Last autumn I entered a kitchen design contest by “re-imagining” a new kitchen for Rudolf Schindler’s iconic 1926 Lovell Beach House. The house originally had a small domestic service wing with separate kitchen; my idea was to integrate the entire downstairs space to fit in with today’s kitchen/family room planning (all one big room), something that Schindler pioneered and perfected with later projects in the 1930’s and beyond. Imagining one soaring space with views out to the ocean, I started planning the furniture and layout for this small but incredible little house.
First, some details of Schindler’s masterpiece. The Library of Congress National Engineering Record has a full set of plans online; I based my design on these plans. The house is designed on a regular grid, with 5 huge cast-in-place concrete structural frames providing the backbone of the design. The window walls are completely free and lay in and outside of the structure to bring in the breeze and view of the ocean beyond. The kitchen is all the way at the back, above the garage. Looking at the plans and sections below, you can get an understanding of how the house is put together.
The long facade (west) faces the end of a small street; the house is sited on a corner lot deep on the Newport Beach (California) peninsula. The upper deck was originally sleeping porches but the client had them closed in a few years later as the area became developed and privacy became an issue.
The indoor and outdoor living spaces interlock and weave around the structure. The window treatments give the house a De Stijl feel, or perhaps a little nod to Frank Lloyd Wright’s decorative treatments. Perhaps these embellishments turned contemporary critics cold, as the house was not well received among the profession despite its incredible modern structural concept.
This section shows how the double-height main living space allows a railing at the sleeping porch level. Of equal importance to Schindler/Philip Lovell was to preserve as much of the site below the structure. Hence, the raised beach house was born; raising the viewpoint for a great view of the ocean, preserving a sandy lot below and leaving room for the motor carriage below.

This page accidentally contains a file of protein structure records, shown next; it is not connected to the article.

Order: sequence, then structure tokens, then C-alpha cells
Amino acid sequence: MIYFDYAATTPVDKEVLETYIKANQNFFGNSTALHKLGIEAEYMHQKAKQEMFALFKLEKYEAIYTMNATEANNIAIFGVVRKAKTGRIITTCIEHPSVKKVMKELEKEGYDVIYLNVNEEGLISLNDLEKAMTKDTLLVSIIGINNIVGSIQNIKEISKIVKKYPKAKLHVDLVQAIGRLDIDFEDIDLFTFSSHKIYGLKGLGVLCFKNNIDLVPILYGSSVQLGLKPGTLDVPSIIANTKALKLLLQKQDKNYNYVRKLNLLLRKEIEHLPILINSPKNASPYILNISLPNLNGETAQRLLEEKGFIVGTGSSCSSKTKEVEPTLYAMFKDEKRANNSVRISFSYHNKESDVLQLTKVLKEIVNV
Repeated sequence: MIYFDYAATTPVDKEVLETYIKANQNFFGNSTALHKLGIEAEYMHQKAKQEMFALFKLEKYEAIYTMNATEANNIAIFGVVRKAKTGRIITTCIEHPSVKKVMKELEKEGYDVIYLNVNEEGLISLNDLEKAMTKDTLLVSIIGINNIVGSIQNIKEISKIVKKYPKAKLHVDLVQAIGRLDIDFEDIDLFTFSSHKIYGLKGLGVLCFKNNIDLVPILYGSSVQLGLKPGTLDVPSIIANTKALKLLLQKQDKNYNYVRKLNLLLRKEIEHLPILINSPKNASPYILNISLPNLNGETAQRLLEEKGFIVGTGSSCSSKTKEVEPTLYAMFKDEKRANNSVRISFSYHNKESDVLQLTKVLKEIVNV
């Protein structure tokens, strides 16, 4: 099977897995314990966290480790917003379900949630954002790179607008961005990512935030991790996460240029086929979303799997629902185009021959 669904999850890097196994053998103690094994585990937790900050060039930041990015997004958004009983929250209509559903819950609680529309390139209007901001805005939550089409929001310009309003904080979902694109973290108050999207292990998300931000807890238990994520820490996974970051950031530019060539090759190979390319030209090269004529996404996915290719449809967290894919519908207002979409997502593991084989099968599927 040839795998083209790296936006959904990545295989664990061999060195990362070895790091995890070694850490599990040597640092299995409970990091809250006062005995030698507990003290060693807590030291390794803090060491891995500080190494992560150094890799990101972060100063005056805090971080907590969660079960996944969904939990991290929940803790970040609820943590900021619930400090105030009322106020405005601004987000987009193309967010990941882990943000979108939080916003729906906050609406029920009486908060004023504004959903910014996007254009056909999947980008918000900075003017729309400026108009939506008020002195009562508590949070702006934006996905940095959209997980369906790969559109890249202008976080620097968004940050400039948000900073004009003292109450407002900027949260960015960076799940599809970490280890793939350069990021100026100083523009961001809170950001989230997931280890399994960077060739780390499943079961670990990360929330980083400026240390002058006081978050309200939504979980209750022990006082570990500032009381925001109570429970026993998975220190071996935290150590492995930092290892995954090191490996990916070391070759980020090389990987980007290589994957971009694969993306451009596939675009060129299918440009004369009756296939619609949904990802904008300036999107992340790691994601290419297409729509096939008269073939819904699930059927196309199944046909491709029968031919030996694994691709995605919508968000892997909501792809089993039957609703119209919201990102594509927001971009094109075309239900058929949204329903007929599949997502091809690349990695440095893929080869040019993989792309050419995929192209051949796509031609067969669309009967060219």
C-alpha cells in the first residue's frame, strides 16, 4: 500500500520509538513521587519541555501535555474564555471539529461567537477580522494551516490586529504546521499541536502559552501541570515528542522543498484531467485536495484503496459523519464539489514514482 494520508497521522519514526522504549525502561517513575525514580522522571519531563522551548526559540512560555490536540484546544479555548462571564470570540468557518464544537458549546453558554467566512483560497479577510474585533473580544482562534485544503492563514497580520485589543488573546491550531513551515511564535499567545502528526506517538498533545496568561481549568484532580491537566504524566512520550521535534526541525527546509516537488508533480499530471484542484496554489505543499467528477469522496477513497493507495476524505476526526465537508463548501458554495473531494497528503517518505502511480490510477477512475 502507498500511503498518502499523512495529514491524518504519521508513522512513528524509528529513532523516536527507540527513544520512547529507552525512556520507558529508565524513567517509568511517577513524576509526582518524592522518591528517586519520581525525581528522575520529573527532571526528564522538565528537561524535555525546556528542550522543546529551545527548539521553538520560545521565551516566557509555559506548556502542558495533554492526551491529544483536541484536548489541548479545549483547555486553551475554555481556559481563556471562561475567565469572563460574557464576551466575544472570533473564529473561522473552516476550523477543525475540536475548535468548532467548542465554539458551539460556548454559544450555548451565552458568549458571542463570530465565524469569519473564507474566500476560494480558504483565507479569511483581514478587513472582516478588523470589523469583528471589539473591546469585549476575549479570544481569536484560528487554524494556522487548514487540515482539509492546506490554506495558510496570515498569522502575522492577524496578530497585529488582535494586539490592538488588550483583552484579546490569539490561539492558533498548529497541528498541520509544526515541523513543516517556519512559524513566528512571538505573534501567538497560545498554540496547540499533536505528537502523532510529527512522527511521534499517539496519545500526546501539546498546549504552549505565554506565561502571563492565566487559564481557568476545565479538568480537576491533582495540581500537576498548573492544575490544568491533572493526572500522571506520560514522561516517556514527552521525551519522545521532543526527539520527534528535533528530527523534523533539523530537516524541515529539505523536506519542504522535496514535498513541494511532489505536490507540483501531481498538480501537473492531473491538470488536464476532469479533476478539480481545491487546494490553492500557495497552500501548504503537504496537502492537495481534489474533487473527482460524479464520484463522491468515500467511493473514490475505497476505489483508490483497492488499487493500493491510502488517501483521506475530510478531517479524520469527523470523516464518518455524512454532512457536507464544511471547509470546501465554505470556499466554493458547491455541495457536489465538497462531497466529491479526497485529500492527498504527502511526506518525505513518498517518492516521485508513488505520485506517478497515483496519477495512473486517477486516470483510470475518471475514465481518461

The house has remained private within the Lovell family since it’s construction, which means very few photographs exist of the interior.
I found some drawings of the divider/seating unit on the LOC site. Schindler was to develop many intricate and important built-in furniture features throughout his career – the Lovell Beach House is an important early development in shaping interior space. These details helped me envision how I wanted to detail the kitchen furniture.
Architectural Record published the house in the 1920’s; here is an interior view of the dividing wall, with kitchen space beyond, under the planter. Also visible is a small servery window for which, presumably, the domestic help passed the meals into the dining area.
So – with the introduction complete, on to my design for the kitchen.
I knew early on that I wanted to remove the wall between the dining area and service. I retained the 6′-6 header across my opening (seen in picture above as the height of the exterior window), and the planter unit above. A peninsula with breakfast seating faces back into the kitchen, while allowing a comfortable “assembly space” around the chef for informal gatherings. A TV and electronics setup is directly opposite the breakfast seating. The main storage and appliance areas are at the rear (left of plan), with main sink on the window wall above.